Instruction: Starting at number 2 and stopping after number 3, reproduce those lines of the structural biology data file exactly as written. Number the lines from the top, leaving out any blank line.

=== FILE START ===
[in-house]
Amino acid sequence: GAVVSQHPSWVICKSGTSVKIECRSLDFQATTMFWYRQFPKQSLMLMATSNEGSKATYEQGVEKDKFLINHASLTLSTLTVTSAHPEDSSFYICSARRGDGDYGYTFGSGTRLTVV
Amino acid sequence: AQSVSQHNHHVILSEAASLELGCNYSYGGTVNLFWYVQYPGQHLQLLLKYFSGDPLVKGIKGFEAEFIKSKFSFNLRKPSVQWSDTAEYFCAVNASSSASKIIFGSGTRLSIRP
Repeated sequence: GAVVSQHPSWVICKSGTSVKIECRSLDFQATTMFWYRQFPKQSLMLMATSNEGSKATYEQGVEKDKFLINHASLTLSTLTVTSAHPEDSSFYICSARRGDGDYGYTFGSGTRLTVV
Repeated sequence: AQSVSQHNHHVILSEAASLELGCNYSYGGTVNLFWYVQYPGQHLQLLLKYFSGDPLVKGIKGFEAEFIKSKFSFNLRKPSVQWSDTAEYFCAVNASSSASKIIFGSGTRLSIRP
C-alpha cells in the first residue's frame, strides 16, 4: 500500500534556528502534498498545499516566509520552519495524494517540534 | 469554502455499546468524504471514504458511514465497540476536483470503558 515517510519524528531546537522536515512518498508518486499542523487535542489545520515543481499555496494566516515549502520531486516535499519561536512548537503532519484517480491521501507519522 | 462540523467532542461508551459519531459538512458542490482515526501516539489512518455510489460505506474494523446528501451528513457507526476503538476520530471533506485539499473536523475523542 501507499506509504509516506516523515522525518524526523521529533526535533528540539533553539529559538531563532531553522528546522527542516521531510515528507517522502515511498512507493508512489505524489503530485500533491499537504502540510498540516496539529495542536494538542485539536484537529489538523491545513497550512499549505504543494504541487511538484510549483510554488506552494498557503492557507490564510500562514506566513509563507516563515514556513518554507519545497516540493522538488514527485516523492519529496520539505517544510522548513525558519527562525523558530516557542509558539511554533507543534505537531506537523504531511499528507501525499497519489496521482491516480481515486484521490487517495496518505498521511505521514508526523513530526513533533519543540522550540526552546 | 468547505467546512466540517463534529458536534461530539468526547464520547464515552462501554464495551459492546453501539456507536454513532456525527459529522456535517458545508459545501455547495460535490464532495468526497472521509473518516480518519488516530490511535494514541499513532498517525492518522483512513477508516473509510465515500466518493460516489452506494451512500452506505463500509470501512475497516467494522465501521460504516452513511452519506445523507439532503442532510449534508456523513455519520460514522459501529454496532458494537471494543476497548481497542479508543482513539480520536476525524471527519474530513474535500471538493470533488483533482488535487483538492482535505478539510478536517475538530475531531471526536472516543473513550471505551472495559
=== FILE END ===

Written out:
Amino acid sequence: GAVVSQHPSWVICKSGTSVKIECRSLDFQATTMFWYRQFPKQSLMLMATSNEGSKATYEQGVEKDKFLINHASLTLSTLTVTSAHPEDSSFYICSARRGDGDYGYTFGSGTRLTVV
Amino acid sequence: AQSVSQHNHHVILSEAASLELGCNYSYGGTVNLFWYVQYPGQHLQLLLKYFSGDPLVKGIKGFEAEFIKSKFSFNLRKPSVQWSDTAEYFCAVNASSSASKIIFGSGTRLSIRP